Karl Marx (1818-1883) , who couldn't quite manage to always be wrong, said something once that applies neatly to Donald Trump's impeachment trials:
"Hegel remarks somewhere that all great, world-historical facts and personages occur, as it were, twice. He has forgotten to add: the first time as tragedy, the second as farce."
Trump's first trial in the Senate became a tragedy when members of both parties promised to do justice on the basis of the evidence when nearly all of them had no intention of doing any such thing: "Do you solemnly swear that ... you will do impartial justice according to the Constitution and laws, so help you God?"
Centuries ago, religious oaths were taken seriously because people believed that violators would suffer eternal damnation. But the senators apparently were not concerned, perhaps believing they were already in for it.
Before the "trial" began nearly all members had apparently decided how they would vote, lining up neatly along party lines to convict or acquit. All Democrats voted to convict. All Republicans with the honorable exception of Utah Senator Mitt Romney voted to acquit.
It is hard to understand why House Democrats had decided to impeach Trump in the first place. They knew that Republican senators voting to convict would probably be committing political suicide, thanks to the influence of the Trump "base" in primary elections. Political "profiles in courage" are rare.
Removing a president by impeachment is possible, but only if it is strictly bipartisan and preferably initiated by members of the president's own party.
House Democrats were convinced, I believe correctly, that Mr. Trump richly deserved to be impeached and removed. But many of them are lawyers, who of all people understand that we cannot always afford to seek justice.
Trump's defenders had plenty of sand to throw in the prosecution's eyes. They claimed it was an attempt to nullify an election, which was untrue, since Vice President Mike Pence — installed by that same election — would have become president if Trump had been convicted.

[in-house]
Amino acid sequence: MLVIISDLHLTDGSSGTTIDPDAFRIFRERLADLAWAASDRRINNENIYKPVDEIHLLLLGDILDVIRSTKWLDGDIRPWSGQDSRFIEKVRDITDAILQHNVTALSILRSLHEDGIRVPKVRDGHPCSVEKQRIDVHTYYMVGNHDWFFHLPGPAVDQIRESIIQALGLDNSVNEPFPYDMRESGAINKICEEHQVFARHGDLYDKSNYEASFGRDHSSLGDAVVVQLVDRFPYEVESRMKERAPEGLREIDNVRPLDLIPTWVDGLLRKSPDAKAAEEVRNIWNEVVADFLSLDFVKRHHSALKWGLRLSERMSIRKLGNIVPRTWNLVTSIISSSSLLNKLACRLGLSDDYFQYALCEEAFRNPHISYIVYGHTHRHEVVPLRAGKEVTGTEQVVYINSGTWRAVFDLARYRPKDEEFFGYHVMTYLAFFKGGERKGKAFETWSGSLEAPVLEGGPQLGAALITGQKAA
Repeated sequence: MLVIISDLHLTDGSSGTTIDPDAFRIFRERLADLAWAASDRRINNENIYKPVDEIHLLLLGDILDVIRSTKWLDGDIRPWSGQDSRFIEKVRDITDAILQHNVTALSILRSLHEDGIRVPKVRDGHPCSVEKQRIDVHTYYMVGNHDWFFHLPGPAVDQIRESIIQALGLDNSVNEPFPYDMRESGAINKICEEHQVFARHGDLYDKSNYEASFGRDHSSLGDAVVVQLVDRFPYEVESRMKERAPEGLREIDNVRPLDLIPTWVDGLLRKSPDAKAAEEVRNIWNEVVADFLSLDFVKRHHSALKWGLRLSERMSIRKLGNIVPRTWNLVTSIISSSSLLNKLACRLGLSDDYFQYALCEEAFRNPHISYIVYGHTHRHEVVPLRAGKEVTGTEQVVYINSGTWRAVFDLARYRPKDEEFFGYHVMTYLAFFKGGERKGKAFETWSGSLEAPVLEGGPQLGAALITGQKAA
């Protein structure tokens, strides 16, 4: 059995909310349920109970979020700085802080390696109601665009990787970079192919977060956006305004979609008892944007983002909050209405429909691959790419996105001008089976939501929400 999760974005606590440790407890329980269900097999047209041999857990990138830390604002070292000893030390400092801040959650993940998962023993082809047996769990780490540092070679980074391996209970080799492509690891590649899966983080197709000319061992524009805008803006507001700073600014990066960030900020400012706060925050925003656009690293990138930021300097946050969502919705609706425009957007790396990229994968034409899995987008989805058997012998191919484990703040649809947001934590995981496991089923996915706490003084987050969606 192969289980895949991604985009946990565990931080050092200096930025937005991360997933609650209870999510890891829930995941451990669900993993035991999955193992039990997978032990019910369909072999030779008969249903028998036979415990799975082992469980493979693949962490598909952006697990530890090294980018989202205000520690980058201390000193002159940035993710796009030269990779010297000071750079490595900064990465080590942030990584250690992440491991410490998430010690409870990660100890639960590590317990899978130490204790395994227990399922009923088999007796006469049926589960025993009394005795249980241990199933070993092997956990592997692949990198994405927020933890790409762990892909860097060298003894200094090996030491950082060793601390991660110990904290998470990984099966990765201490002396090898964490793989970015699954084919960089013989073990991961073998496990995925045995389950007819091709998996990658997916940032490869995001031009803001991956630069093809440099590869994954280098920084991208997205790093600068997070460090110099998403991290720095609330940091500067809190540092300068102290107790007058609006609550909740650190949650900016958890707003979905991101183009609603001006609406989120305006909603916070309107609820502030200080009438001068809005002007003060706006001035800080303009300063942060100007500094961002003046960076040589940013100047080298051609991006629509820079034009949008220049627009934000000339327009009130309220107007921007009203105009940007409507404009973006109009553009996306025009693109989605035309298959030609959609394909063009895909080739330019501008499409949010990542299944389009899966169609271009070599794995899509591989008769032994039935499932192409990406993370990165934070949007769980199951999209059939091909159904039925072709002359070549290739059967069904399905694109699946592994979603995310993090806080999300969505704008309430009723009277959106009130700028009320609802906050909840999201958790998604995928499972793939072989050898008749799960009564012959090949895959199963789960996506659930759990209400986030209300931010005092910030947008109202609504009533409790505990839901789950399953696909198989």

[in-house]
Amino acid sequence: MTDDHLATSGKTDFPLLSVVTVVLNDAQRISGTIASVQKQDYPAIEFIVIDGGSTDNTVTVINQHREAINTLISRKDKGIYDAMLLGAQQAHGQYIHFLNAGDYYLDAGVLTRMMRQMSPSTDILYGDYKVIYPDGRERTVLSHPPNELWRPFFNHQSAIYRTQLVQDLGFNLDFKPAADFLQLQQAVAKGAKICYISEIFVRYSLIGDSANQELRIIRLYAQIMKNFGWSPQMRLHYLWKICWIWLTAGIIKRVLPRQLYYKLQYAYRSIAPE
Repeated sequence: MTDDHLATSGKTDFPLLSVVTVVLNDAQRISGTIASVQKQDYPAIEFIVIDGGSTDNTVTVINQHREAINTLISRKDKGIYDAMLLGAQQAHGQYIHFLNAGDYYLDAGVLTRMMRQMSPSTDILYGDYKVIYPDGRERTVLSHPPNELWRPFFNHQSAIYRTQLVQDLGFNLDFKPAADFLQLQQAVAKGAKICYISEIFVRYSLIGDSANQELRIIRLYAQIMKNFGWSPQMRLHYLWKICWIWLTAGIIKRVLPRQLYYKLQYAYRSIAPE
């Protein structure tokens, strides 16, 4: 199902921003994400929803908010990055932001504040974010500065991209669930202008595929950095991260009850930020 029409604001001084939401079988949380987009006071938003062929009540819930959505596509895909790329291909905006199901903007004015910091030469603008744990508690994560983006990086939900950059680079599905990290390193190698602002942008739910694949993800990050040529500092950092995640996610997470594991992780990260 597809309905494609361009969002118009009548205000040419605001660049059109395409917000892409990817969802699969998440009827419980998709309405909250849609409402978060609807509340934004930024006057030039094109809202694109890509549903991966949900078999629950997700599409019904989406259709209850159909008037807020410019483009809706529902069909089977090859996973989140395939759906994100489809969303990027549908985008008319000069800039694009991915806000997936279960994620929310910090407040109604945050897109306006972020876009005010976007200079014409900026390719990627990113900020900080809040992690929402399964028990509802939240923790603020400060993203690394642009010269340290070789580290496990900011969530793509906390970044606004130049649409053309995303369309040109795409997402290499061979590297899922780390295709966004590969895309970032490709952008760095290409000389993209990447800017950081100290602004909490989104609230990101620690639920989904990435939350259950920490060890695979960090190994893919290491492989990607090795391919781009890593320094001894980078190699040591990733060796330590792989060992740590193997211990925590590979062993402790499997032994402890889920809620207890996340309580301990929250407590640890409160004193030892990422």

They argued that removing Trump should be up to voters in 2020. (Of course when voters decided to remove him, Trump and many of these same politicians tried to nullify that election themselves. But we need not expect principled consistency in politicians, whose attachment to principles is often weak.)
The first impeachment was bad enough, but it is even harder to understand why House Democrats decided to try it again after the attempted coup on January 6th.
In some respects they did have a much stronger case. They were joined by 10 House Republicans. They had the sense to bring only one charge, one which is vastly more serious than any of the charges at the previous impeachment.
The first impeachment was based on witnesses who testified to actions that were not on the public stage and whose testimony could be challenged. But the entire country witnessed the attack on the Capitol and Trump's inflammatory address to the mob. And this time there could be no claims that impeachment would nullify an election.
But the fact that Trump is no longer president gave ample opportunity to confuse the issue again. Most constitutional experts agree this is no obstacle to convicting the former president. But the opportunity has been seized by Senate Republicans. Their claim that this impeachment is unconstitutional allows them to avoid having to take a stand on his guilt.
As Marx might have predicted, the Senate's second "trial" is a farce.
The Senate won't convict Trump, but a conviction would not be without consequences, since it could disqualify Trump from becoming president again.
Whether Trump's administration, a tragedy in many respects, will be followed by a farcical second term in the White House may therefore be up to voters.
Paul F. deLespinasse is Professor Emeritus of Political Science and Computer Science at Adrian College. He received his Ph.D. from Johns Hopkins University in 1966 and has been a National Merit Scholar, an NDEA Fellow, a Woodrow Wilson Fellow and a Fellow in Law and Political Science at the Harvard Law School. His college textbook, "Thinking About Politics: American Government in Associational Perspective," was published in 1981 and his most recent book is "Beyond Capitalism: A Classless Society With (Mostly) Free Markets." His columns have appeared in newspapers in Michigan, Oregon and a number of other states. Read Prof. Paul F. deLespinasse's Reports — More Here.
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